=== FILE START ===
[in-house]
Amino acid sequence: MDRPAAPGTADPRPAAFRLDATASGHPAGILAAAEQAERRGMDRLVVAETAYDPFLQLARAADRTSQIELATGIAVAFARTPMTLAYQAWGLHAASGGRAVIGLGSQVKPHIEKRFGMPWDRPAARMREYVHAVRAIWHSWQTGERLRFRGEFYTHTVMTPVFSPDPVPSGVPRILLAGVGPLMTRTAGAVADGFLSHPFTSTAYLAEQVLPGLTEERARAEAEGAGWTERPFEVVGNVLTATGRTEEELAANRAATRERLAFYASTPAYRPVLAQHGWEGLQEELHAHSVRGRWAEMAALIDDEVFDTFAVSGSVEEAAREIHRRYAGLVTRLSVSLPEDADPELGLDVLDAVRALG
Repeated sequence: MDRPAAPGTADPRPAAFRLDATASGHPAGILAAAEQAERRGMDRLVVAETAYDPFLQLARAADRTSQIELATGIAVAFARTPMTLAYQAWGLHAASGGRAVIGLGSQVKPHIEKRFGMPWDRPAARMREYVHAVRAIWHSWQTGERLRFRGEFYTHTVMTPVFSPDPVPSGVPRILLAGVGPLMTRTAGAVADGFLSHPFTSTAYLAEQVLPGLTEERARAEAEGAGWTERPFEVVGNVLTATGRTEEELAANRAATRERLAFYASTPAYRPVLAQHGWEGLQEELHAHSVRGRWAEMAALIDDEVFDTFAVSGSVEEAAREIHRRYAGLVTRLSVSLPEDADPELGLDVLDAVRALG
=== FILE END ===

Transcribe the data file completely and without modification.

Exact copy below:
[in-house]
Amino acid sequence: MDRPAAPGTADPRPAAFRLDATASGHPAGILAAAEQAERRGMDRLVVAETAYDPFLQLARAADRTSQIELATGIAVAFARTPMTLAYQAWGLHAASGGRAVIGLGSQVKPHIEKRFGMPWDRPAARMREYVHAVRAIWHSWQTGERLRFRGEFYTHTVMTPVFSPDPVPSGVPRILLAGVGPLMTRTAGAVADGFLSHPFTSTAYLAEQVLPGLTEERARAEAEGAGWTERPFEVVGNVLTATGRTEEELAANRAATRERLAFYASTPAYRPVLAQHGWEGLQEELHAHSVRGRWAEMAALIDDEVFDTFAVSGSVEEAAREIHRRYAGLVTRLSVSLPEDADPELGLDVLDAVRALG
Repeated sequence: MDRPAAPGTADPRPAAFRLDATASGHPAGILAAAEQAERRGMDRLVVAETAYDPFLQLARAADRTSQIELATGIAVAFARTPMTLAYQAWGLHAASGGRAVIGLGSQVKPHIEKRFGMPWDRPAARMREYVHAVRAIWHSWQTGERLRFRGEFYTHTVMTPVFSPDPVPSGVPRILLAGVGPLMTRTAGAVADGFLSHPFTSTAYLAEQVLPGLTEERARAEAEGAGWTERPFEVVGNVLTATGRTEEELAANRAATRERLAFYASTPAYRPVLAQHGWEGLQEELHAHSVRGRWAEMAALIDDEVFDTFAVSGSVEEAAREIHRRYAGLVTRLSVSLPEDADPELGLDVLDAVRALG